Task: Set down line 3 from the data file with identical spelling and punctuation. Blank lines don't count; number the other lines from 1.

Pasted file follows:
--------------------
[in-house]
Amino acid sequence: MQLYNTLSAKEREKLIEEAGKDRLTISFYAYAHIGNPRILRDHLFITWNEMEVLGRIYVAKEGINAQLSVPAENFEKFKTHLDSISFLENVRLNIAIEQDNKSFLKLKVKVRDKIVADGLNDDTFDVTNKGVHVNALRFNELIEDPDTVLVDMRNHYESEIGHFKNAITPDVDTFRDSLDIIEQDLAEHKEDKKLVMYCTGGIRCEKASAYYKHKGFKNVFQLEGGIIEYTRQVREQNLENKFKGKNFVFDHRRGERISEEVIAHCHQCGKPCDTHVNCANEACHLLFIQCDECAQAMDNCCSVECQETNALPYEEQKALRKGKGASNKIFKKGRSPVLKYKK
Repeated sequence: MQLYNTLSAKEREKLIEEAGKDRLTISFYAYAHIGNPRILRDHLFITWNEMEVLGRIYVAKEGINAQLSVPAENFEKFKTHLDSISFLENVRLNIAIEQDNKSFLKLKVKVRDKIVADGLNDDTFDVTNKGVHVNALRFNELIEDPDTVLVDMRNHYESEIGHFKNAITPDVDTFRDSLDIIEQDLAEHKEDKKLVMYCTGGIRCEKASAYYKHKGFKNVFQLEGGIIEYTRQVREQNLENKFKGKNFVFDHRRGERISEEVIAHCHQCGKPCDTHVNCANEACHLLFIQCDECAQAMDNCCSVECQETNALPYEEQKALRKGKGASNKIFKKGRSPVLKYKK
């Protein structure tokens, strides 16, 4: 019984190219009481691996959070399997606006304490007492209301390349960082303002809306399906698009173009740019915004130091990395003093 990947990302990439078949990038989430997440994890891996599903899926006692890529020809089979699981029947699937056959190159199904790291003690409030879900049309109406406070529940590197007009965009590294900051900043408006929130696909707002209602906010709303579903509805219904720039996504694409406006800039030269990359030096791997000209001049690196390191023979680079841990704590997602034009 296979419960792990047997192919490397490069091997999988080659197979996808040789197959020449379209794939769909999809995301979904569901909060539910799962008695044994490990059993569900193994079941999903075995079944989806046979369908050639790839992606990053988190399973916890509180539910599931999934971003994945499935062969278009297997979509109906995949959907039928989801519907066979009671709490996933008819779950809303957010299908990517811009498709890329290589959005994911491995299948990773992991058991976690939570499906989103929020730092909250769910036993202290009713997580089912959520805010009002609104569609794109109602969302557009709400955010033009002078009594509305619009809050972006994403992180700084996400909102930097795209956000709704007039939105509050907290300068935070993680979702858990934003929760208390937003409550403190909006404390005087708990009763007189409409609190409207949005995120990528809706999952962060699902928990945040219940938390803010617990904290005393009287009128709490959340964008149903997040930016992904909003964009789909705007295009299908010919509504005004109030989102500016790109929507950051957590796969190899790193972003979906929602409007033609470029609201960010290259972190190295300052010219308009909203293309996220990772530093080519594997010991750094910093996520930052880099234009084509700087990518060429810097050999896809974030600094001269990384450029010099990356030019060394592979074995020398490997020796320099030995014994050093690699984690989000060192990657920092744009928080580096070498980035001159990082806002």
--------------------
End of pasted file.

Repeated sequence: MQLYNTLSAKEREKLIEEAGKDRLTISFYAYAHIGNPRILRDHLFITWNEMEVLGRIYVAKEGINAQLSVPAENFEKFKTHLDSISFLENVRLNIAIEQDNKSFLKLKVKVRDKIVADGLNDDTFDVTNKGVHVNALRFNELIEDPDTVLVDMRNHYESEIGHFKNAITPDVDTFRDSLDIIEQDLAEHKEDKKLVMYCTGGIRCEKASAYYKHKGFKNVFQLEGGIIEYTRQVREQNLENKFKGKNFVFDHRRGERISEEVIAHCHQCGKPCDTHVNCANEACHLLFIQCDECAQAMDNCCSVECQETNALPYEEQKALRKGKGASNKIFKKGRSPVLKYKK